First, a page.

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Five years of a pure neo-liberal regime had made Iceland, (population 320 thousand, no army), one of the richest countries in the world. In 2003 all the country’s banks were privatized, and in an effort to attract foreign investors, they offered on-line banking whose minimal costs allowed them to offer relatively high rates of return. The accounts, called IceSave, attracted many English and Dutch small investors. But as investments grew, so did the banks’ foreign debt. In 2003 Iceland’s debt was equal to 200 times its GNP, but in 2007, it was 900 percent. The 2008 world financial crisis was the coup de grace. The three main Icelandic banks, Landbanki, Kapthing and Glitnir, went belly up and were nationalized, while the Kroner lost 85% of its value with respect to the Euro. At the end of the year Iceland declared bankruptcy.

Contrary to what could be expected, the crisis resulted in Icelanders recovering their sovereign rights, through a process of direct participatory democracy that eventually led to a new Constitution. But only after much pain.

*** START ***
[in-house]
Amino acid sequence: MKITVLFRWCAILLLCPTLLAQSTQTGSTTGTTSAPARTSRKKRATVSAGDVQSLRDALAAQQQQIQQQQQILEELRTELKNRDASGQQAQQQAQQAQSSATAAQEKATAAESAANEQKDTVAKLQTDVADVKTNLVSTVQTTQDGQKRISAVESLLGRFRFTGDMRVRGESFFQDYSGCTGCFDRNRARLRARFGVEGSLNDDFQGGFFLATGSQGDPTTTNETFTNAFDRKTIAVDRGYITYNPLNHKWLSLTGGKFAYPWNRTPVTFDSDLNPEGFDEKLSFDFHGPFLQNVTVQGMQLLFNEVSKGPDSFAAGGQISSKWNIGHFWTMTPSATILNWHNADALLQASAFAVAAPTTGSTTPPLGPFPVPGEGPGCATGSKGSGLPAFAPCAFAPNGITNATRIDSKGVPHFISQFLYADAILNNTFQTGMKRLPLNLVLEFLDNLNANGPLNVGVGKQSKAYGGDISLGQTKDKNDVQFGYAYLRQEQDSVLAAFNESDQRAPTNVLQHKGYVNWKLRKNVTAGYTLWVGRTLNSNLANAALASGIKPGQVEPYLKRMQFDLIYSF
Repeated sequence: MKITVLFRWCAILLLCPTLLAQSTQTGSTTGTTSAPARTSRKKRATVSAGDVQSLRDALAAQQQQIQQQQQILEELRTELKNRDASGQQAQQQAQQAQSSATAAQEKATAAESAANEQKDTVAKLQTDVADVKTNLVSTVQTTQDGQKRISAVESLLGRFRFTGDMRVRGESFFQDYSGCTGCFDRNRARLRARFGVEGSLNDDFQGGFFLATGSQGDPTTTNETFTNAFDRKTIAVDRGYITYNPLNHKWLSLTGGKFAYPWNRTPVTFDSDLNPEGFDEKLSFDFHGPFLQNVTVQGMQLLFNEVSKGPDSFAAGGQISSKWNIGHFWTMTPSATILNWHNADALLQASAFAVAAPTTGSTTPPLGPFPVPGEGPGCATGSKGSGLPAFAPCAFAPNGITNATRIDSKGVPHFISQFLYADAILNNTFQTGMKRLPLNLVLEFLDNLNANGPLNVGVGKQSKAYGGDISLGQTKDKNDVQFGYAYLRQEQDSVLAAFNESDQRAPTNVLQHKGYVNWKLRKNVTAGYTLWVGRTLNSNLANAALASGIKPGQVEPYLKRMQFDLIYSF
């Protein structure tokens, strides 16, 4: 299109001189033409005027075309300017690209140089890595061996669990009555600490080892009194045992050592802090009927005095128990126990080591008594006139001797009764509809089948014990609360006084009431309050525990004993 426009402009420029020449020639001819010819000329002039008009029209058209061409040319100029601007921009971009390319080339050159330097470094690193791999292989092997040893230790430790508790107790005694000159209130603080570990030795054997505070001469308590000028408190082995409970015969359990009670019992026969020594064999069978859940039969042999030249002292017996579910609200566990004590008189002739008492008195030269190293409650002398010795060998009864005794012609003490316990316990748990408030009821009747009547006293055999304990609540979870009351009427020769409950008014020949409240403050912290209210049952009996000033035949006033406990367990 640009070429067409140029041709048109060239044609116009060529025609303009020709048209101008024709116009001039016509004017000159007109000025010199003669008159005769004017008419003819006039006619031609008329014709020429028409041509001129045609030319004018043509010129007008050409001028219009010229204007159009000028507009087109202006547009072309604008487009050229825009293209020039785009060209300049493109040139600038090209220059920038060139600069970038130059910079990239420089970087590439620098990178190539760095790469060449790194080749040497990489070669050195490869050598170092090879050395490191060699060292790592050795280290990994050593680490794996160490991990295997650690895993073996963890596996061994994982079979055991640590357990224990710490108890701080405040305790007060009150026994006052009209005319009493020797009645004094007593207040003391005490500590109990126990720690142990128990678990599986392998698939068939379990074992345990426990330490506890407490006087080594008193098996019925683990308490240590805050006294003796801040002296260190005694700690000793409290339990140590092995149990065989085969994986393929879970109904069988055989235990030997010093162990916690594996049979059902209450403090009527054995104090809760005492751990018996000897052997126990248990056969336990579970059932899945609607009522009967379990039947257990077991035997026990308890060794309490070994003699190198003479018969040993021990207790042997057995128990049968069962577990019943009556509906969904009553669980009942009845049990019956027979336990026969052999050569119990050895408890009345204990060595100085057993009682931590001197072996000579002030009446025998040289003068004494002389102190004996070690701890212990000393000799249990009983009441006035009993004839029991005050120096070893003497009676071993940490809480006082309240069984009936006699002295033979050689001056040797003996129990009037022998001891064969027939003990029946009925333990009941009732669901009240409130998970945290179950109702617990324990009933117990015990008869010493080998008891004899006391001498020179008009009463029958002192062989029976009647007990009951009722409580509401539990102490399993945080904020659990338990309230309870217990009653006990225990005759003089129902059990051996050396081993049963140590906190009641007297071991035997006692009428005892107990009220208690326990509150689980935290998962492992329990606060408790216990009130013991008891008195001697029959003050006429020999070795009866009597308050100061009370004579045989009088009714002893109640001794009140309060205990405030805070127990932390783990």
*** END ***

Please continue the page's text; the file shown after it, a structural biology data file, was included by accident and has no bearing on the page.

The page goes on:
This is a quoted from an article everyone should read, if only to be aware this actually happened. Titled in dramatic fashion: “Why Iceland Should Be in the News But is Not”. (It has been translated from an Italian radio show).  This articles reports on what has happened since the start of the 2008 financial collapse in Iceland and how the country has developed its own solution to the situation.

Big Media haven’t picked up the story about what has happened since, by the end of the article you could understand why.

There are a number of errors in the featured article, here is another explaining the issues that have been reported as incorrect.

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Written by jonathanjk

November 22, 2011 at 15:00

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